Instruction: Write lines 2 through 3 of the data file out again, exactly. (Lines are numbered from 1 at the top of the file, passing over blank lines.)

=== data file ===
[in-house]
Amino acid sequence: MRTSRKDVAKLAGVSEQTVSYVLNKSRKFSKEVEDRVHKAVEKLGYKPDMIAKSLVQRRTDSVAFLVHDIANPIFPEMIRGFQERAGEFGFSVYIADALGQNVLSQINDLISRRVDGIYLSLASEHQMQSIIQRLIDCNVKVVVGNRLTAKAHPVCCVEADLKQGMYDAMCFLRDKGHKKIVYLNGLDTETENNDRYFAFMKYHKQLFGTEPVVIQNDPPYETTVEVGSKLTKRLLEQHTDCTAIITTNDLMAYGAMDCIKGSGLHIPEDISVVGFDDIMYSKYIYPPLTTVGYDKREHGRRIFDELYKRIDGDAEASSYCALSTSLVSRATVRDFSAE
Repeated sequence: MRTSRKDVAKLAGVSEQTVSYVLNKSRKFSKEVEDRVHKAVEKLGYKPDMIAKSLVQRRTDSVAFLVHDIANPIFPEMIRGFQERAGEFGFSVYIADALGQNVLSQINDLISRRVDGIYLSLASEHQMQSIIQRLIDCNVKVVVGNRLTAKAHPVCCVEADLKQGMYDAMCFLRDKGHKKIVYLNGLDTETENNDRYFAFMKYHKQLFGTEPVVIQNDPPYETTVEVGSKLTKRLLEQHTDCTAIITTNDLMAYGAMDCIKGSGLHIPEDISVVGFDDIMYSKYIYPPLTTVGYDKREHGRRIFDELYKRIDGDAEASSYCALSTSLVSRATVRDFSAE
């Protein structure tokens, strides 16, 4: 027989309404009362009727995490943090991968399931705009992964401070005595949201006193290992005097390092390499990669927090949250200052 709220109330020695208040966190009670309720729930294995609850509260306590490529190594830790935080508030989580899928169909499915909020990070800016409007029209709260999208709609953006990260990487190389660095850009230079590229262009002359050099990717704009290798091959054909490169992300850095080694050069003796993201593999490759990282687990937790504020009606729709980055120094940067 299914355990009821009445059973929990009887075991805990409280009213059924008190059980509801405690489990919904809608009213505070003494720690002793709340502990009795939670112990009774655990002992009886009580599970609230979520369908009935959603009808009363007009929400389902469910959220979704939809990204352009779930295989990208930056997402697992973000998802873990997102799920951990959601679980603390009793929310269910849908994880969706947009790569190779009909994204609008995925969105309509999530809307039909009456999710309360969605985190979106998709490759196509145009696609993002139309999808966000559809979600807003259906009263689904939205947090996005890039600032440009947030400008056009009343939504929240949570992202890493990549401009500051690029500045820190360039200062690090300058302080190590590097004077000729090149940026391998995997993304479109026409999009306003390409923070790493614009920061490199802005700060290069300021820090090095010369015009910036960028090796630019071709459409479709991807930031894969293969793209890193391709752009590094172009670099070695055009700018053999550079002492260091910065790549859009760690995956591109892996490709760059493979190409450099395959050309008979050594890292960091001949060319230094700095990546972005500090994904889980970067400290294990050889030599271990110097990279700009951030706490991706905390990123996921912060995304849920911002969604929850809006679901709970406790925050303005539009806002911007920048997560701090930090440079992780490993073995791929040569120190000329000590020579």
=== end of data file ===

Amino acid sequence: MRTSRKDVAKLAGVSEQTVSYVLNKSRKFSKEVEDRVHKAVEKLGYKPDMIAKSLVQRRTDSVAFLVHDIANPIFPEMIRGFQERAGEFGFSVYIADALGQNVLSQINDLISRRVDGIYLSLASEHQMQSIIQRLIDCNVKVVVGNRLTAKAHPVCCVEADLKQGMYDAMCFLRDKGHKKIVYLNGLDTETENNDRYFAFMKYHKQLFGTEPVVIQNDPPYETTVEVGSKLTKRLLEQHTDCTAIITTNDLMAYGAMDCIKGSGLHIPEDISVVGFDDIMYSKYIYPPLTTVGYDKREHGRRIFDELYKRIDGDAEASSYCALSTSLVSRATVRDFSAE
Repeated sequence: MRTSRKDVAKLAGVSEQTVSYVLNKSRKFSKEVEDRVHKAVEKLGYKPDMIAKSLVQRRTDSVAFLVHDIANPIFPEMIRGFQERAGEFGFSVYIADALGQNVLSQINDLISRRVDGIYLSLASEHQMQSIIQRLIDCNVKVVVGNRLTAKAHPVCCVEADLKQGMYDAMCFLRDKGHKKIVYLNGLDTETENNDRYFAFMKYHKQLFGTEPVVIQNDPPYETTVEVGSKLTKRLLEQHTDCTAIITTNDLMAYGAMDCIKGSGLHIPEDISVVGFDDIMYSKYIYPPLTTVGYDKREHGRRIFDELYKRIDGDAEASSYCALSTSLVSRATVRDFSAE